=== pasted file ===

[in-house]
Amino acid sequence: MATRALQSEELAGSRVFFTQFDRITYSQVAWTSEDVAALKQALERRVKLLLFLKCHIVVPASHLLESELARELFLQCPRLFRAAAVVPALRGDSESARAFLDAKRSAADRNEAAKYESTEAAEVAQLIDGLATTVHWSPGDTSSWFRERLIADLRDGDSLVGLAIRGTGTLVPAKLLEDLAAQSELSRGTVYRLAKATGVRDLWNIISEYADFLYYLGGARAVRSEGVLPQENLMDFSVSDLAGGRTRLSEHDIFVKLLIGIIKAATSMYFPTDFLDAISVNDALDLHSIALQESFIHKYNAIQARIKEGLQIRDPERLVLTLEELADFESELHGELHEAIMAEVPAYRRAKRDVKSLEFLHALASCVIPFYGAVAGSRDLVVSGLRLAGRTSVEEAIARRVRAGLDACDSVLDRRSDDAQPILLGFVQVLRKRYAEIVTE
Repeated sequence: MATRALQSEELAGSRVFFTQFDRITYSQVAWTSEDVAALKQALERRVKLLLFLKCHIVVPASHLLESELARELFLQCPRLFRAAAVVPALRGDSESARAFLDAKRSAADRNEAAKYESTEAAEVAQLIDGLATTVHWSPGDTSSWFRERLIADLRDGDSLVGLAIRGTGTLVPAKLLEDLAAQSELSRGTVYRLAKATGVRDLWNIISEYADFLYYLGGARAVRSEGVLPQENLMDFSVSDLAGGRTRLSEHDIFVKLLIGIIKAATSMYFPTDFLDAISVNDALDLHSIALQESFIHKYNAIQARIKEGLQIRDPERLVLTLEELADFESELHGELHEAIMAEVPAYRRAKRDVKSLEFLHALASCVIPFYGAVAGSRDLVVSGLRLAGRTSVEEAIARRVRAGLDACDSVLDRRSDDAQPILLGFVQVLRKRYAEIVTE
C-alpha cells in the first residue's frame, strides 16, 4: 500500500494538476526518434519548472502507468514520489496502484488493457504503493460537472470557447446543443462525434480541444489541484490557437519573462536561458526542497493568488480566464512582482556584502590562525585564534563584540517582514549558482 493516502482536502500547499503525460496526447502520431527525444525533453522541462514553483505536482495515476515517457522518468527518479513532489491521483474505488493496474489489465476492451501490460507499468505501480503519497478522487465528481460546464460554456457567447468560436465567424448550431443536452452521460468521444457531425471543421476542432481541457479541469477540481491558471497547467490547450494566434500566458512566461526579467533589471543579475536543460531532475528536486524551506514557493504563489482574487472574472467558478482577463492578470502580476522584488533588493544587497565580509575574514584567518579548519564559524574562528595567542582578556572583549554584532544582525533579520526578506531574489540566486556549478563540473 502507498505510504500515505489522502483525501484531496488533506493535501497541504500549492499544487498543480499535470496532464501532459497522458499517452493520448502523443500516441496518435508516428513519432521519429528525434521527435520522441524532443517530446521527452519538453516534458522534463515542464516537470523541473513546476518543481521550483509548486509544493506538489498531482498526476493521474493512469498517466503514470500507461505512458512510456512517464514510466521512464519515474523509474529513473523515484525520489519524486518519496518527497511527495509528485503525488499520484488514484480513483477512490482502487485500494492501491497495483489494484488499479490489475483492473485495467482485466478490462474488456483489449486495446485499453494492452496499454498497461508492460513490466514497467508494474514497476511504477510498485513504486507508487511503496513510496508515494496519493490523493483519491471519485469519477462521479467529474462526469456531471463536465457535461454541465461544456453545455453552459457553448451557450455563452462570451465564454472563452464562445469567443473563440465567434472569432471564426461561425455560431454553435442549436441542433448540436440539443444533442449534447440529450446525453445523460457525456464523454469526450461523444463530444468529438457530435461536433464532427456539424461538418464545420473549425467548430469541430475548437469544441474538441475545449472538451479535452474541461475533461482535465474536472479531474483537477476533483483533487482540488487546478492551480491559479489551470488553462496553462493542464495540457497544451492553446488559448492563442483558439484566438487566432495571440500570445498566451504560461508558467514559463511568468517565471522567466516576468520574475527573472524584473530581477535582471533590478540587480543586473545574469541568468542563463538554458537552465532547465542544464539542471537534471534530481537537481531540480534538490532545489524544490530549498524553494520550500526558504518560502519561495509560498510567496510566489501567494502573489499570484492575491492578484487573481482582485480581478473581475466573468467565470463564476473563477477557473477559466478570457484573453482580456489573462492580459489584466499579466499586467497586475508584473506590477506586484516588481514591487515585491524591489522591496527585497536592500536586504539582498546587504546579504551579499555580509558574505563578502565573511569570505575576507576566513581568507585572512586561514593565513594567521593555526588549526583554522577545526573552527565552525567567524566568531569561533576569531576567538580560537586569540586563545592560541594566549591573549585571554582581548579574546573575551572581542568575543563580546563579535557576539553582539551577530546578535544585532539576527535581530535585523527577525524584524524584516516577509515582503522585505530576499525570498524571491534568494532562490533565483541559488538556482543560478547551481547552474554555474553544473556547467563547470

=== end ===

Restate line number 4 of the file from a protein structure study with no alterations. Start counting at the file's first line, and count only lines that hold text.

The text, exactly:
C-alpha cells in the first residue's frame, strides 16, 4: 500500500494538476526518434519548472502507468514520489496502484488493457504503493460537472470557447446543443462525434480541444489541484490557437519573462536561458526542497493568488480566464512582482556584502590562525585564534563584540517582514549558482 493516502482536502500547499503525460496526447502520431527525444525533453522541462514553483505536482495515476515517457522518468527518479513532489491521483474505488493496474489489465476492451501490460507499468505501480503519497478522487465528481460546464460554456457567447468560436465567424448550431443536452452521460468521444457531425471543421476542432481541457479541469477540481491558471497547467490547450494566434500566458512566461526579467533589471543579475536543460531532475528536486524551506514557493504563489482574487472574472467558478482577463492578470502580476522584488533588493544587497565580509575574514584567518579548519564559524574562528595567542582578556572583549554584532544582525533579520526578506531574489540566486556549478563540473 502507498505510504500515505489522502483525501484531496488533506493535501497541504500549492499544487498543480499535470496532464501532459497522458499517452493520448502523443500516441496518435508516428513519432521519429528525434521527435520522441524532443517530446521527452519538453516534458522534463515542464516537470523541473513546476518543481521550483509548486509544493506538489498531482498526476493521474493512469498517466503514470500507461505512458512510456512517464514510466521512464519515474523509474529513473523515484525520489519524486518519496518527497511527495509528485503525488499520484488514484480513483477512490482502487485500494492501491497495483489494484488499479490489475483492473485495467482485466478490462474488456483489449486495446485499453494492452496499454498497461508492460513490466514497467508494474514497476511504477510498485513504486507508487511503496513510496508515494496519493490523493483519491471519485469519477462521479467529474462526469456531471463536465457535461454541465461544456453545455453552459457553448451557450455563452462570451465564454472563452464562445469567443473563440465567434472569432471564426461561425455560431454553435442549436441542433448540436440539443444533442449534447440529450446525453445523460457525456464523454469526450461523444463530444468529438457530435461536433464532427456539424461538418464545420473549425467548430469541430475548437469544441474538441475545449472538451479535452474541461475533461482535465474536472479531474483537477476533483483533487482540488487546478492551480491559479489551470488553462496553462493542464495540457497544451492553446488559448492563442483558439484566438487566432495571440500570445498566451504560461508558467514559463511568468517565471522567466516576468520574475527573472524584473530581477535582471533590478540587480543586473545574469541568468542563463538554458537552465532547465542544464539542471537534471534530481537537481531540480534538490532545489524544490530549498524553494520550500526558504518560502519561495509560498510567496510566489501567494502573489499570484492575491492578484487573481482582485480581478473581475466573468467565470463564476473563477477557473477559466478570457484573453482580456489573462492580459489584466499579466499586467497586475508584473506590477506586484516588481514591487515585491524591489522591496527585497536592500536586504539582498546587504546579504551579499555580509558574505563578502565573511569570505575576507576566513581568507585572512586561514593565513594567521593555526588549526583554522577545526573552527565552525567567524566568531569561533576569531576567538580560537586569540586563545592560541594566549591573549585571554582581548579574546573575551572581542568575543563580546563579535557576539553582539551577530546578535544585532539576527535581530535585523527577525524584524524584516516577509515582503522585505530576499525570498524571491534568494532562490533565483541559488538556482543560478547551481547552474554555474553544473556547467563547470